Interview: Lee Delong @ the Brighton Fringe

Uncommon Comedy are bringing four shows to Brighton
The Mumble caught up with their director-creator

Hello Lee, where are you from & where are you living today?
Hi Mumble. Nice of you to invite me for an interview, thanks very much. I have been living in France for 37 years, of that about 15 years in Paris and now 22 years in a small village outside of Paris, in a little house overlooking the Seine. It’s very peaceful and full of birdsong. I grew up in wild, wonderful West Virginia, so I consider myself French (which I am) and West Virginian!

Can you tell us a little about what you do?
I’ve always been first and foremost an actress, but as a young actress, I had to supplement my income. I began to clown at university football games—learned juggling and unicycling and balloon making, then clowned at children’s parties. So when I moved to France, I was accustomed to being resourceful. I was limited largely because my French wasn’t yet good enough for the stage, leading me to expand my acting work into directing. And I love it, even though acting is my first love, and have enjoyed working on some fabulous stages in France.

I started to teach because of the war in Bosnia. I had worked in the Balkans in the years before the war, and I had many friends and colleagues there. I wanted to do something to help, and they said they needed teachers. (I was an actress, not a teacher. What could I do?) I had recently finished Lecoq School and I felt quite comfortable with the clown as a theatrical style and felt that it was suited to war-time needs. I began teaching clown at Akademija Umjetnosti, their National School in Sarajevo, then later took over their movement courses. The clown class became so popular that I am still teaching it, since 1994, and in fact often end up creating shows with my previous students.

In other words, to answer your question, what I do is act, direct, create, and teach.


How did you get into theatre in the first place?
When I was a very small child, I made up shows and characters to entertain my sisters. I loved getting people to laugh at my ‘boy who eats a butterfly,’ or my ‘fly stuck in the car’ routines. Then in first grade, I played Mrs. Santa in her eponymous show. I fell asleep in the chair after Santa left to distribute toys, as rehearsed, but I improvised her snoring quite loudly, which got lots of guffaws. I’ve never looked back. I did shows in high schools and community theatre, then studied theatre in drama school, then attended Ecole Jacques Lecoq….I’ve never known anything else.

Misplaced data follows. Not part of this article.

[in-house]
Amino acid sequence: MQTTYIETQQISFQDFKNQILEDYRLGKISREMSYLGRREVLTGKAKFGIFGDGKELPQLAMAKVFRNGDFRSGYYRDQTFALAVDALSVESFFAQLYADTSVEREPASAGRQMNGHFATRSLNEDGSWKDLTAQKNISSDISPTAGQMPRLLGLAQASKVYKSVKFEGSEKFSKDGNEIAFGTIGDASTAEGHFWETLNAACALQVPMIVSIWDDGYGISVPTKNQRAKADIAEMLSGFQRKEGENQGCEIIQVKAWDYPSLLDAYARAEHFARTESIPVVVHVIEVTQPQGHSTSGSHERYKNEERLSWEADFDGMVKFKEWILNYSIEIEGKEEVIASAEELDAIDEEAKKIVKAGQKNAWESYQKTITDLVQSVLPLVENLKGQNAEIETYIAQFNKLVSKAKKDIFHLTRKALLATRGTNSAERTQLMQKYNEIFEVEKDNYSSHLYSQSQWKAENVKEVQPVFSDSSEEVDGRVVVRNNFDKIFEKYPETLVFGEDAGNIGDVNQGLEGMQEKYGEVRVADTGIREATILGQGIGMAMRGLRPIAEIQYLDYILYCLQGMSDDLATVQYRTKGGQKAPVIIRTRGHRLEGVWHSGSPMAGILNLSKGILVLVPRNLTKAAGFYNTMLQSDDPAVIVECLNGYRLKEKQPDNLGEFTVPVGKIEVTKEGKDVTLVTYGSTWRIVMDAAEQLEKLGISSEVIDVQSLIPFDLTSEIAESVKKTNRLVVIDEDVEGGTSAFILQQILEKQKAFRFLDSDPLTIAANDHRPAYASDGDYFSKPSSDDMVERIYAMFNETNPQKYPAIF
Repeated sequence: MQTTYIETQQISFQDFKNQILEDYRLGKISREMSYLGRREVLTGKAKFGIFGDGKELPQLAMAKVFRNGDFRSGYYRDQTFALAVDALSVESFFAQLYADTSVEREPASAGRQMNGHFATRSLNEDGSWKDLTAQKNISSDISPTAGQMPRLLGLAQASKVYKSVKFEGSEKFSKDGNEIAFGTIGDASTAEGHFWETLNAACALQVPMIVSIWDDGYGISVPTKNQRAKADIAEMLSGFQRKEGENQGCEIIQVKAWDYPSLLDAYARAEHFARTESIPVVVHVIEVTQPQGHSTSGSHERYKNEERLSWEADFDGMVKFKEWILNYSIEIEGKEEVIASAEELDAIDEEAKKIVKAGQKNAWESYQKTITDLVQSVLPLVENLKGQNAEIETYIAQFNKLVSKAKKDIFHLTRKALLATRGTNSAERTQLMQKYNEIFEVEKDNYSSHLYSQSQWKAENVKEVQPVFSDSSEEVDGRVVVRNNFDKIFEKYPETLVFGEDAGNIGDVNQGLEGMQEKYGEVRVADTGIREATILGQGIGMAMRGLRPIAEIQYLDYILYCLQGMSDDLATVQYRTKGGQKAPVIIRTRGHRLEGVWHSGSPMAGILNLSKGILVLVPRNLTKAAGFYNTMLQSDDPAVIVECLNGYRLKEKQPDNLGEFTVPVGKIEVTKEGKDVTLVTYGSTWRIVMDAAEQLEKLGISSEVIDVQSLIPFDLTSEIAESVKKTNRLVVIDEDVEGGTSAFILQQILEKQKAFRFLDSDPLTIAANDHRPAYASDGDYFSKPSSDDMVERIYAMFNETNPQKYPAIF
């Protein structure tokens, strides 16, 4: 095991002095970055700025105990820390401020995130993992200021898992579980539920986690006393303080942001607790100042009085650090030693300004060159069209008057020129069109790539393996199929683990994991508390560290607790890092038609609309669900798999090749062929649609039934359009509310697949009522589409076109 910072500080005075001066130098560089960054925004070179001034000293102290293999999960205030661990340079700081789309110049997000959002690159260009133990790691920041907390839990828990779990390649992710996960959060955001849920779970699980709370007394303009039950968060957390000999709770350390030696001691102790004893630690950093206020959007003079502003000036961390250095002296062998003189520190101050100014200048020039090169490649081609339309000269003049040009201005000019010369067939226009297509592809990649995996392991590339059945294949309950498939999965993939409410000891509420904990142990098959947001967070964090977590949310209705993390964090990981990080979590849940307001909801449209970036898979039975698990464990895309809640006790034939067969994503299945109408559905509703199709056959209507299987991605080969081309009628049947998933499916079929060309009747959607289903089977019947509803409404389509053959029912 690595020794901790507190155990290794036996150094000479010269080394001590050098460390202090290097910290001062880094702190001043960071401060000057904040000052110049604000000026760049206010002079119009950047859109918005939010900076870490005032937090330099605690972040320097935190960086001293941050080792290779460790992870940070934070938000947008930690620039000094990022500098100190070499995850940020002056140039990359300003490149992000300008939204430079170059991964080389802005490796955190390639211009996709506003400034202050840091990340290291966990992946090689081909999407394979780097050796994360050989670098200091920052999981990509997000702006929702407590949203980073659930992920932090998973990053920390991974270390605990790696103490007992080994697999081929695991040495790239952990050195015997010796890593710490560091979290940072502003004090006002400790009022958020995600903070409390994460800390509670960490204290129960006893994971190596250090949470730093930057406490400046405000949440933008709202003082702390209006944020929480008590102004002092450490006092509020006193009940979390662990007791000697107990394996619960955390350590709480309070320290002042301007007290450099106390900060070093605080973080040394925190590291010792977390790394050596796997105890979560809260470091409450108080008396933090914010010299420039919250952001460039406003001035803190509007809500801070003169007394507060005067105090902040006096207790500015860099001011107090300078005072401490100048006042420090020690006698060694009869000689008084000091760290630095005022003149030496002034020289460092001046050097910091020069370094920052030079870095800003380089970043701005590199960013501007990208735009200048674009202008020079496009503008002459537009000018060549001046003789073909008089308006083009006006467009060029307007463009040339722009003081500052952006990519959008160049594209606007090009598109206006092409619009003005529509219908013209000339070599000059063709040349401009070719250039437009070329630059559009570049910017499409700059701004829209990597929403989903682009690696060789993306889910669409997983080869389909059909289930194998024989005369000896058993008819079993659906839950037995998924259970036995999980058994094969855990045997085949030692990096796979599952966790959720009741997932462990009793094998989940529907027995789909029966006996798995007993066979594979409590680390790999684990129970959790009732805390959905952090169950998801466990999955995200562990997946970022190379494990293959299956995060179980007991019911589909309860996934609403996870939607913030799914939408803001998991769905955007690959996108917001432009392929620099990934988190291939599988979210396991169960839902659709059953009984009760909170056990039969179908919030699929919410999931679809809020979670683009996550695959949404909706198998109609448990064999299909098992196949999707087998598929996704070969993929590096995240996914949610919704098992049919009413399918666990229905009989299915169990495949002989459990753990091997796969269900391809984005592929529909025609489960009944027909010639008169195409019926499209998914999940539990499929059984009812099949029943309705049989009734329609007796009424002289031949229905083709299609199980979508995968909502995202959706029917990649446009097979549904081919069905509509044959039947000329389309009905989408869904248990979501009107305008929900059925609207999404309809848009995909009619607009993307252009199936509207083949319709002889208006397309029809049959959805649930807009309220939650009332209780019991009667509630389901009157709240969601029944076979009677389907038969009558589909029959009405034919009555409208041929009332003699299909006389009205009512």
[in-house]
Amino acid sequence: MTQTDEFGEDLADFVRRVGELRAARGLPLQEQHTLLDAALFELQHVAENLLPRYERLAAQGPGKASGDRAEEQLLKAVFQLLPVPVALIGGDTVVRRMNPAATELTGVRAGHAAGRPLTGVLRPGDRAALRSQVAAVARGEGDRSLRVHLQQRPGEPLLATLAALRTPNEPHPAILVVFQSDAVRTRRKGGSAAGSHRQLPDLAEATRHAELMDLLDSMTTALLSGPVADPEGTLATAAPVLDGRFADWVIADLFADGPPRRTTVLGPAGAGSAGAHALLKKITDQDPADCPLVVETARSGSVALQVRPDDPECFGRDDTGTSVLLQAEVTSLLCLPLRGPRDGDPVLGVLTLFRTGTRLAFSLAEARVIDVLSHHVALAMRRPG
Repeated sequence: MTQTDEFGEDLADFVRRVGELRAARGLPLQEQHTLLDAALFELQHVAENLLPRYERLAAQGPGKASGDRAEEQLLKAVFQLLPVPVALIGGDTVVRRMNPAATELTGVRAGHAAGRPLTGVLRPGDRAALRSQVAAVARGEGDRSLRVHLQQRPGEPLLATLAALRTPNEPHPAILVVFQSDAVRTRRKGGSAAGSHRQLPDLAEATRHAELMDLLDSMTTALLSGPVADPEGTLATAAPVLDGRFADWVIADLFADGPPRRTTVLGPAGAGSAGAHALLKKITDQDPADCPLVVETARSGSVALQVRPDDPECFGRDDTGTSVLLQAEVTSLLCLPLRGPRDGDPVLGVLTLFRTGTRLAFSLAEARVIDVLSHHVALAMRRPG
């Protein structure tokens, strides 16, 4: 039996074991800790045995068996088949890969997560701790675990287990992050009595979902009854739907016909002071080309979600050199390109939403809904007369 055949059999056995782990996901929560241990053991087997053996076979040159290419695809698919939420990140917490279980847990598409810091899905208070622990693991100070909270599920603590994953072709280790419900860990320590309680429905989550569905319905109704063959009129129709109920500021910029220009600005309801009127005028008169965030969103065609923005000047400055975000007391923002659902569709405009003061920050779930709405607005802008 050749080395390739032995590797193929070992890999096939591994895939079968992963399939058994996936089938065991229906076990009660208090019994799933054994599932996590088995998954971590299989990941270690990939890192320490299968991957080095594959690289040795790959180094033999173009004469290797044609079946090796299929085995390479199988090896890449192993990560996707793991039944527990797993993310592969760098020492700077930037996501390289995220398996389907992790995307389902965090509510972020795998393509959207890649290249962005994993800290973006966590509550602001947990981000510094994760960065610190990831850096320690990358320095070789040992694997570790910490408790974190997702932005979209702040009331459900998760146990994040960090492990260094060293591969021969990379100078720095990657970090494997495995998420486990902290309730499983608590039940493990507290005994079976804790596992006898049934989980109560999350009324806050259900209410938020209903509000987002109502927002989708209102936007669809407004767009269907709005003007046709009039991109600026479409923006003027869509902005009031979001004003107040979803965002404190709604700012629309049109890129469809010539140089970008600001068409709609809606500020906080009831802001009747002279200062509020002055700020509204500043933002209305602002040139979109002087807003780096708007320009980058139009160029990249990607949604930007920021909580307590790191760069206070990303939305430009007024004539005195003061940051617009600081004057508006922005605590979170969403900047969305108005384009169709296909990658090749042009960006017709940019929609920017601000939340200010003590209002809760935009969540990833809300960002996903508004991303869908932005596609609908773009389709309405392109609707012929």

Last year you were at the Brighton Fringe, can you tell us about the experience?
Last year, the wonderful Ralf Wetzel performed our Absolutely Reliable!, which is a collaboration born of one of my workshops. It started with just a little mask I had bought in a joke and magic shop in Paris, but when Ralf put it on, he became George from head to toe. It was remarkable. The mask is now much more elaborate, and the show has lived on many stages, and we were thrilled to be part of Brighton Fringe last year. I adore this city! I spent many Christmas holidays here and cherish the memories of walks on the beach and the pier. I once played here, Worstward Ho! by Samuel Beckett with the Gare St. Lazare Players. I love the energy of this place, and the Brighton Fringe is my favorite of all the many Festivals I’ve attended. It’s large yet remains friendly. And it’s in a gorgeous setting. It’s got it all.


This year you’re bringing reinforcements – what’s the story?
Ralf had the idea to bring several of my shows together for a tour. I have seven shows extant at this time, but we would need a fortune to get that going! However, Ralf is a miracle maker and he managed to organize four different companies with four different pieces to come under one roof for the first time in my theatrical life! It’s very exciting! Two shows from Croatia: Obligation with beautiful artist, Nikolina Majdak with whom I’ve worked since 2007, and Black Petra, a children’s show, my only one, with Nikolina and the fabulous Iva Peter-Dragan whose company Triko I’ve worked with for more than a decade. From Serbia, we have Stefan Ostojić, a truly gifted performer, with the solo, Lala, a delightful show. And of course, The Heist. Something for everyone!

Where did the idea for Uncommon Comedy come from?
The idea to do Uncommon Comedy came from Ralf, the title is mine. Uncommon Comedy because it is an uncommon way I have of working. I search deeply into each actor to find what are his strengths and weaknesses. I stretch and amplify that to create themes that emerge from the artist’s own accumulation of knowledge and observation. And whether the style is red-nose, mask, movement, dance, or comi-tragedy, it is physical theatre in a very pure form, usually without words, without set. I believe in the virtuosity of the actor. All you need is light and an actor….and music. I often use a musician who is part of the experience. He/she is on-stage, visible to the public for the whole performance. I like to create a soundscape that replaces the set and sometimes even objects. I like a creation that links directly to a public, that evokes joy, anger, tears, laughter….all the emotions that link us as humans.